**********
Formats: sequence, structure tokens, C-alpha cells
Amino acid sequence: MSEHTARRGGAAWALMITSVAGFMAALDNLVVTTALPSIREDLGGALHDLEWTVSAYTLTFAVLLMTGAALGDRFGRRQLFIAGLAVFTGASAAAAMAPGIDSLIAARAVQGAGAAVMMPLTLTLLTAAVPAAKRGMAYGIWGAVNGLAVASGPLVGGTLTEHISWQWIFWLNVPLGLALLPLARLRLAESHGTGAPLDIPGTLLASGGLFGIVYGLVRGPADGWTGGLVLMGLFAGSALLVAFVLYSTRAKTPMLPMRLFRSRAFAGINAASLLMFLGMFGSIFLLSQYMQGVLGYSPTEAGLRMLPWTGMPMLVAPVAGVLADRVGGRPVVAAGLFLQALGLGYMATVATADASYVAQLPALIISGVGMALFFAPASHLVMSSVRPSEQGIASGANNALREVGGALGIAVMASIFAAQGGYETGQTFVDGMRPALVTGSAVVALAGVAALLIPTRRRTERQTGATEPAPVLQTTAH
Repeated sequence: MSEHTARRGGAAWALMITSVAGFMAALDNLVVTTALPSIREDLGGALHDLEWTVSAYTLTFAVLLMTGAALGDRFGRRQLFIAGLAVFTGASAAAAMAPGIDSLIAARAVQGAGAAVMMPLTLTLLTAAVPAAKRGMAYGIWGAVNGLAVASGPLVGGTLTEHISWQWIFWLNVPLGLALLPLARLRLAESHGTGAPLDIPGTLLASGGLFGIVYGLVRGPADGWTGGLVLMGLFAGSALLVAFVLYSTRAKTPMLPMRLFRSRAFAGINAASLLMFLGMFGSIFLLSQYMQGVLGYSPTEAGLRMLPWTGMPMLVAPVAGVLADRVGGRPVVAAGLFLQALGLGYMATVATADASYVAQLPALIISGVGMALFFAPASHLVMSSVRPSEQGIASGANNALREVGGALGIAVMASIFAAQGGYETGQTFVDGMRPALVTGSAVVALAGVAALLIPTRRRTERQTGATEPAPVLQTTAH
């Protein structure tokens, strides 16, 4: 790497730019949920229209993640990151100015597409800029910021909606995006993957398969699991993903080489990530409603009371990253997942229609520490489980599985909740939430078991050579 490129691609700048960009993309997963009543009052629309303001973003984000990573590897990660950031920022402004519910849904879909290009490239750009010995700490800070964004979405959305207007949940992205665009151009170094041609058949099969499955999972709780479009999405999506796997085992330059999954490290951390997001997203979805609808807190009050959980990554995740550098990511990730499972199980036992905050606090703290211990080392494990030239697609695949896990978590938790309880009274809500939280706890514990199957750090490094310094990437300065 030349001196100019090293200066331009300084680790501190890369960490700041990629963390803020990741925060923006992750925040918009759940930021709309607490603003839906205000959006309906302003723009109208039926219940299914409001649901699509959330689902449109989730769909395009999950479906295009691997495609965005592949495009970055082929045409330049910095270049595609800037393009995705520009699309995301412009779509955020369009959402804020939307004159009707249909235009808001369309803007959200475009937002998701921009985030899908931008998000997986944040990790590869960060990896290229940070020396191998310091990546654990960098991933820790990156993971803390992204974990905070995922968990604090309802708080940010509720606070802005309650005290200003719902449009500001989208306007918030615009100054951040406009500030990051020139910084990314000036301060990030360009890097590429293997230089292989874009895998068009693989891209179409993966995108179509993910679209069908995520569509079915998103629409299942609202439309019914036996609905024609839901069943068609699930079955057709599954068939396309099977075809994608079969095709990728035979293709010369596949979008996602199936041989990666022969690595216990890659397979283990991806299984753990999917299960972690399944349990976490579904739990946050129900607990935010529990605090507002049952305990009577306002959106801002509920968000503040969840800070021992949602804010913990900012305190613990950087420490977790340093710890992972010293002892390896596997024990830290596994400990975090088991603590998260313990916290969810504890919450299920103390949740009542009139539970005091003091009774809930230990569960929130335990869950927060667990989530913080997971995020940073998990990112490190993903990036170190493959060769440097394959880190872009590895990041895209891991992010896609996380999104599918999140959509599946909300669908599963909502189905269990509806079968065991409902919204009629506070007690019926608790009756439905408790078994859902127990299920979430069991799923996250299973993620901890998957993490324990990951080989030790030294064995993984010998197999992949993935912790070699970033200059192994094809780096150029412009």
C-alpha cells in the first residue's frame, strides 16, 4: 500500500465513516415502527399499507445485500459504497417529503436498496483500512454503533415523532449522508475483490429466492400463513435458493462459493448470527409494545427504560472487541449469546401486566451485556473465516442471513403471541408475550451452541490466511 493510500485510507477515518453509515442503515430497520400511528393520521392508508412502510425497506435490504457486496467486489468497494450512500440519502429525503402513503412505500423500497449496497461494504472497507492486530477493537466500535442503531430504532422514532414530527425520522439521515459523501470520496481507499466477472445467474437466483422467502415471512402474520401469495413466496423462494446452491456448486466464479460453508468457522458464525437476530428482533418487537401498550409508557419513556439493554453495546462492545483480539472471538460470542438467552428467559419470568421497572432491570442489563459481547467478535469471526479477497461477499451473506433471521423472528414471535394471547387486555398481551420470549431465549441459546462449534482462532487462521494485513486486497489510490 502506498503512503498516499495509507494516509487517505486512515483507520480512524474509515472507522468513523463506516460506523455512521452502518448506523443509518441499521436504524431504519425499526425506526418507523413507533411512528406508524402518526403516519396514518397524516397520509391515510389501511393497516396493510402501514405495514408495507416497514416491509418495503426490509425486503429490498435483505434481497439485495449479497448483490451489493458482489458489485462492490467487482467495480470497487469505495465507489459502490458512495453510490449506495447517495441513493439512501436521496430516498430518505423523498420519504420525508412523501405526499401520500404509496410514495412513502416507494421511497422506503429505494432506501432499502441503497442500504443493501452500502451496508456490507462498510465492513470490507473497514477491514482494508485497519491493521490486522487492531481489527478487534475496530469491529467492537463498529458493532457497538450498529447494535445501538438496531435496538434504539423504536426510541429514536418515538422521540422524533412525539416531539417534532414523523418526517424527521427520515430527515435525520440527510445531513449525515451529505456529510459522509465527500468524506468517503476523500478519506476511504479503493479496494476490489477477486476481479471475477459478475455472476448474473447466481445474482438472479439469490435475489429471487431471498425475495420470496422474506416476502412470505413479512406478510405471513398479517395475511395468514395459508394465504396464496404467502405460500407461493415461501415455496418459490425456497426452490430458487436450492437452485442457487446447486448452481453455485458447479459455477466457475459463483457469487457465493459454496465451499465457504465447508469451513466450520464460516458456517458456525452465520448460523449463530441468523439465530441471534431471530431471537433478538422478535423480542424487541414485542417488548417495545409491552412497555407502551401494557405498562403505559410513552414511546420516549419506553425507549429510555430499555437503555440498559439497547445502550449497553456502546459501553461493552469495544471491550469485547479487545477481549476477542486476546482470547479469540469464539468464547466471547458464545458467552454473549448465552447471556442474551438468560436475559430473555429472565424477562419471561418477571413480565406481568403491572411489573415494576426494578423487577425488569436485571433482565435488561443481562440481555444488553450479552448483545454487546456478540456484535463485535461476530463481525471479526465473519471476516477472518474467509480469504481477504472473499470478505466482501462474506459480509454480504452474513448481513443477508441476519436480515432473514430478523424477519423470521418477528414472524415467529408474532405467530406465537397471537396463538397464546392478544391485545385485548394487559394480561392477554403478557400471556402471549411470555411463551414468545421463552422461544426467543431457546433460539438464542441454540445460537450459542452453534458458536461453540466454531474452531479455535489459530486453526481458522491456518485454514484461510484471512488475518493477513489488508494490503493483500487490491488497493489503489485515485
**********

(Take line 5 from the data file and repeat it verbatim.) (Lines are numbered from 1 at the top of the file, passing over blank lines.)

C-alpha cells in the first residue's frame, strides 16, 4: 500500500465513516415502527399499507445485500459504497417529503436498496483500512454503533415523532449522508475483490429466492400463513435458493462459493448470527409494545427504560472487541449469546401486566451485556473465516442471513403471541408475550451452541490466511 493510500485510507477515518453509515442503515430497520400511528393520521392508508412502510425497506435490504457486496467486489468497494450512500440519502429525503402513503412505500423500497449496497461494504472497507492486530477493537466500535442503531430504532422514532414530527425520522439521515459523501470520496481507499466477472445467474437466483422467502415471512402474520401469495413466496423462494446452491456448486466464479460453508468457522458464525437476530428482533418487537401498550409508557419513556439493554453495546462492545483480539472471538460470542438467552428467559419470568421497572432491570442489563459481547467478535469471526479477497461477499451473506433471521423472528414471535394471547387486555398481551420470549431465549441459546462449534482462532487462521494485513486486497489510490 502506498503512503498516499495509507494516509487517505486512515483507520480512524474509515472507522468513523463506516460506523455512521452502518448506523443509518441499521436504524431504519425499526425506526418507523413507533411512528406508524402518526403516519396514518397524516397520509391515510389501511393497516396493510402501514405495514408495507416497514416491509418495503426490509425486503429490498435483505434481497439485495449479497448483490451489493458482489458489485462492490467487482467495480470497487469505495465507489459502490458512495453510490449506495447517495441513493439512501436521496430516498430518505423523498420519504420525508412523501405526499401520500404509496410514495412513502416507494421511497422506503429505494432506501432499502441503497442500504443493501452500502451496508456490507462498510465492513470490507473497514477491514482494508485497519491493521490486522487492531481489527478487534475496530469491529467492537463498529458493532457497538450498529447494535445501538438496531435496538434504539423504536426510541429514536418515538422521540422524533412525539416531539417534532414523523418526517424527521427520515430527515435525520440527510445531513449525515451529505456529510459522509465527500468524506468517503476523500478519506476511504479503493479496494476490489477477486476481479471475477459478475455472476448474473447466481445474482438472479439469490435475489429471487431471498425475495420470496422474506416476502412470505413479512406478510405471513398479517395475511395468514395459508394465504396464496404467502405460500407461493415461501415455496418459490425456497426452490430458487436450492437452485442457487446447486448452481453455485458447479459455477466457475459463483457469487457465493459454496465451499465457504465447508469451513466450520464460516458456517458456525452465520448460523449463530441468523439465530441471534431471530431471537433478538422478535423480542424487541414485542417488548417495545409491552412497555407502551401494557405498562403505559410513552414511546420516549419506553425507549429510555430499555437503555440498559439497547445502550449497553456502546459501553461493552469495544471491550469485547479487545477481549476477542486476546482470547479469540469464539468464547466471547458464545458467552454473549448465552447471556442474551438468560436475559430473555429472565424477562419471561418477571413480565406481568403491572411489573415494576426494578423487577425488569436485571433482565435488561443481562440481555444488553450479552448483545454487546456478540456484535463485535461476530463481525471479526465473519471476516477472518474467509480469504481477504472473499470478505466482501462474506459480509454480504452474513448481513443477508441476519436480515432473514430478523424477519423470521418477528414472524415467529408474532405467530406465537397471537396463538397464546392478544391485545385485548394487559394480561392477554403478557400471556402471549411470555411463551414468545421463552422461544426467543431457546433460539438464542441454540445460537450459542452453534458458536461453540466454531474452531479455535489459530486453526481458522491456518485454514484461510484471512488475518493477513489488508494490503493483500487490491488497493489503489485515485